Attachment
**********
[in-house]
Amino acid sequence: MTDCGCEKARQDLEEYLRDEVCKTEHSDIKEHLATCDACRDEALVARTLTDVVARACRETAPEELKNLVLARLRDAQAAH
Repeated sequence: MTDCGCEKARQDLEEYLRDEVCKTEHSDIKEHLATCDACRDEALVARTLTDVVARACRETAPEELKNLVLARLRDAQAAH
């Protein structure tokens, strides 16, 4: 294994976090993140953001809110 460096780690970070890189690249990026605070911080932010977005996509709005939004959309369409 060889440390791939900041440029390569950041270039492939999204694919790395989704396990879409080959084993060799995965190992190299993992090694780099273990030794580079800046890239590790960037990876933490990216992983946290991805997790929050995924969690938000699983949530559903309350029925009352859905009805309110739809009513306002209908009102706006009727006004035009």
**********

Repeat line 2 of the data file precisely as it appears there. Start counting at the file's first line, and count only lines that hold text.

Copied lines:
Amino acid sequence: MTDCGCEKARQDLEEYLRDEVCKTEHSDIKEHLATCDACRDEALVARTLTDVVARACRETAPEELKNLVLARLRDAQAAH